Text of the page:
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Ring buffers for syscall in mikrokernell.

Posted: Wed Apr 10, 2024 5:41 am
by JustVic
I have a few questions about a system like io_using on Linux, but very simplified. It uses ring buffers to transfer kernel system calls. This is what I want to build. I think it might be useful for a microkernel.

My construction is something like this:

Code: Select all

struct ring_sqe {
   enum sqe_op    opcode;   
   uint8_t    flags;          
   uint32_t   fd;             
   int64_t *argptr;
struct ring_cqe {
  uint64_t     user_data; 
  uint32_t     res;        
  uint32_t     flags;

struct ring_sq {
  struct ring_sqe *sqes;
  uint64_t sqe_head;
  uint64_t sqe_tail;
  size_t ring_sz;
  //void *ring_ptr;

struct ring_cq {
  struct ring_cqe *cqes;
  uint64_t cqe_head;
  uint64_t cqe_tail;
  size_t ring_sz;
//  void *ring_ptr;

struct rings {
  struct ring_sq sq;
  struct ring_cq cq;
  unsigned flags;
//  int rings_fd;

1 - Is it good strategy for all or most syscalls in microkernell?

2 - How to pass syscalls with variable args/parameters of different types through ring buffer to kernel?
-----One way I can thik is:

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            typedef struct {
    int syscall_num;
    int param_count;
    size_t param_sizes[MAX_PARAMS];
    void *params[MAX_PARAMS];
} syscall_t;

//Pack the System Call Parameters
void pack_syscall_args(syscall_t *syscall, void *buffer) {
    size_t offset = 0;
    for (int i = 0; i < syscall->param_count; i++) {
        memcpy(buffer + offset, syscall->params[i], syscall->param_sizes[i]);
        offset += syscall->param_sizes[i];
But wouldn't it be too slow for system calls?
--------Other way is to pack in to array:

Code: Select all

struct ring_sqe {
   enum sqe_op    opcode;   
   uint8_t    flags;          
   uint32_t   fd;             
   int64_t *argptr;
	int64_t mass[200];

	char g = 'g';
	char s[4] = "asdf\0";
	int z = 2;
	bool b = false;
	mass[0] = g;
	mass[1] = z;
	mass[2] = b;
	mass[3] = s;

	Sqe.opcode = 6;
	Sqe.argptr = mass; 

     	ring_set(&RingsM, &Sqe);
---------Maybe somehow to use va_list args...

3 - And how can I check on the kernel side that the parameters with the correct types were sent from the user space?

If you have any ideas on how to build such a system in a very simplified way, it would be nice to hear them. :roll:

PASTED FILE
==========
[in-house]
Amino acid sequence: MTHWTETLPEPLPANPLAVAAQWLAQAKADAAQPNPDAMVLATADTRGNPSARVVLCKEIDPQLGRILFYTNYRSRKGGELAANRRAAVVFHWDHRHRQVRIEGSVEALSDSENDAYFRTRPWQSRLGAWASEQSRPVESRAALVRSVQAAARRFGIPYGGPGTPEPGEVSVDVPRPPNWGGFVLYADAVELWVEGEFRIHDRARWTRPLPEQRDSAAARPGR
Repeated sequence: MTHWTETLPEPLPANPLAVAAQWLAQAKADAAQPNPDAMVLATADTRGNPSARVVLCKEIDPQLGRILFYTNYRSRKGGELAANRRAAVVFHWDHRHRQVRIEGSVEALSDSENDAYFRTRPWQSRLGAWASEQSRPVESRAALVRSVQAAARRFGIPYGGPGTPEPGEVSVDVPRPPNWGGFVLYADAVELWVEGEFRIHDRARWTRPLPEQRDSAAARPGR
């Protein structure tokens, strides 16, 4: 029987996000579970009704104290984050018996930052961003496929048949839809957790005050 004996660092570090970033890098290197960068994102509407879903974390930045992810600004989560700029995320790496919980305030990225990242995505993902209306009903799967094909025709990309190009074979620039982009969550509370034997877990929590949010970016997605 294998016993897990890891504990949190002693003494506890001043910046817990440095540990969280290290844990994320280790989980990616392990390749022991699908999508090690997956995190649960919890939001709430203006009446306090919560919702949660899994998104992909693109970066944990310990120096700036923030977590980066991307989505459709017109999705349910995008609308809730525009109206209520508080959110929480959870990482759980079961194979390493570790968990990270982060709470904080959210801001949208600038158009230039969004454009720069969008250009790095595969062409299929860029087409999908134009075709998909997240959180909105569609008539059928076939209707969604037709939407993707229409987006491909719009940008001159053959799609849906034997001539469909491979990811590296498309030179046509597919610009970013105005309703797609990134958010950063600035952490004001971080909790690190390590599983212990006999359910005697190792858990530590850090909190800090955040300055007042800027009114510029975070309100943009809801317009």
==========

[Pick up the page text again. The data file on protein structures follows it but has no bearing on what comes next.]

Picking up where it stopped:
Re: Ring buffers for syscall in mikrokernell.

Posted: Thu Apr 11, 2024 4:22 pm
by kashimoto
I do not have too much experience with these ring buffers, these are just my ideas after 1year of kernel hobby os work.

1. I cannot really help with this.
Probably it is worth for very specific situations, i do not know what exactly your needs there.
But i would guess that these syscalls are heavily IO specific so, in my OS that is not such a trouble haha.

Regarding the size of the packages: I think when you initialise your queue from the user-space side,
you could have a parameter to define the request/response package sizes?
In this case the caller needs to know the max size they are willing.

The nicest would be (IMO) if all syscall has their own struct, so you could just memcpy their content into the ring buffer.

Also you can go with the max param count yes,
Or also just store the number of parameters in a numeric field,
then with pointer-magic you just read it from-to the correct region.
struct {
int param_count;
int params[];
// and the content can even contain the length of the param and then the actual param's value,
// so you can even put an integer field, then a char array, in a single package

3. You need to validate them manually based on the given syscall that was requested.
Whether they have the correct value range, modes, etc.
Validate the output buffer, whether the kernel has correct read/write access to it, whether it is long enough to read/write the requested amount of data from/into it.
The same if your parameter is being a pointer to a struct,you need to follow the pointer and check that struct for validity.

I hope you can find some useful stuff in it :D

Re: Ring buffers for syscall in mikrokernell.

Posted: Fri Apr 12, 2024 11:07 am
by JustVic
Thanks for your answer kashimoto. I will try to do it as you say one struct for each syscall. I think it's convenient.